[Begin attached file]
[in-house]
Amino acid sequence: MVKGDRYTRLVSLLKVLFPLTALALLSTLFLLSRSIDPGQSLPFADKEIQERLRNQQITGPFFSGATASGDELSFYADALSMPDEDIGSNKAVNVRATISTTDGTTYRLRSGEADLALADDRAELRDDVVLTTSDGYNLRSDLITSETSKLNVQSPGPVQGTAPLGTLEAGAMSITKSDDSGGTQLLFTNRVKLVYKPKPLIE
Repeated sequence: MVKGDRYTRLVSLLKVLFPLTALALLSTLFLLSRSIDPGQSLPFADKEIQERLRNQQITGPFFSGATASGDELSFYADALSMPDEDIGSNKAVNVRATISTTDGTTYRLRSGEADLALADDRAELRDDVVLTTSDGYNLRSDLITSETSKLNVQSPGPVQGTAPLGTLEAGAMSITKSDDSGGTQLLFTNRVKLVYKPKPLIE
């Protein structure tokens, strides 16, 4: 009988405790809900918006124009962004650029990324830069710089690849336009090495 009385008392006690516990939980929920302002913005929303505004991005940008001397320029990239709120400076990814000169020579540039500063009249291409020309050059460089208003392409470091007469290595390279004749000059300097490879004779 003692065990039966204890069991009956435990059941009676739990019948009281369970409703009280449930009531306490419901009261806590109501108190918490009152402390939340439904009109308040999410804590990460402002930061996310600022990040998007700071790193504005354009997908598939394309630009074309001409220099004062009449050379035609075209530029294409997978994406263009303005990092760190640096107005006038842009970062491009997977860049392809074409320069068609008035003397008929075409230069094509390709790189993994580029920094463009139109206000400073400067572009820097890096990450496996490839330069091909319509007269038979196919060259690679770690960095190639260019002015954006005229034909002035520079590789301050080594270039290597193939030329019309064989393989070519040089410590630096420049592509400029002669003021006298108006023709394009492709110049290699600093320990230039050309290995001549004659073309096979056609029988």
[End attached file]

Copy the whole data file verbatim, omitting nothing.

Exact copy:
[in-house]
Amino acid sequence: MVKGDRYTRLVSLLKVLFPLTALALLSTLFLLSRSIDPGQSLPFADKEIQERLRNQQITGPFFSGATASGDELSFYADALSMPDEDIGSNKAVNVRATISTTDGTTYRLRSGEADLALADDRAELRDDVVLTTSDGYNLRSDLITSETSKLNVQSPGPVQGTAPLGTLEAGAMSITKSDDSGGTQLLFTNRVKLVYKPKPLIE
Repeated sequence: MVKGDRYTRLVSLLKVLFPLTALALLSTLFLLSRSIDPGQSLPFADKEIQERLRNQQITGPFFSGATASGDELSFYADALSMPDEDIGSNKAVNVRATISTTDGTTYRLRSGEADLALADDRAELRDDVVLTTSDGYNLRSDLITSETSKLNVQSPGPVQGTAPLGTLEAGAMSITKSDDSGGTQLLFTNRVKLVYKPKPLIE
């Protein structure tokens, strides 16, 4: 009988405790809900918006124009962004650029990324830069710089690849336009090495 009385008392006690516990939980929920302002913005929303505004991005940008001397320029990239709120400076990814000169020579540039500063009249291409020309050059460089208003392409470091007469290595390279004749000059300097490879004779 003692065990039966204890069991009956435990059941009676739990019948009281369970409703009280449930009531306490419901009261806590109501108190918490009152402390939340439904009109308040999410804590990460402002930061996310600022990040998007700071790193504005354009997908598939394309630009074309001409220099004062009449050379035609075209530029294409997978994406263009303005990092760190640096107005006038842009970062491009997977860049392809074409320069068609008035003397008929075409230069094509390709790189993994580029920094463009139109206000400073400067572009820097890096990450496996490839330069091909319509007269038979196919060259690679770690960095190639260019002015954006005229034909002035520079590789301050080594270039290597193939030329019309064989393989070519040089410590630096420049592509400029002669003021006298108006023709394009492709110049290699600093320990230039050309290995001549004659073309096979056609029988």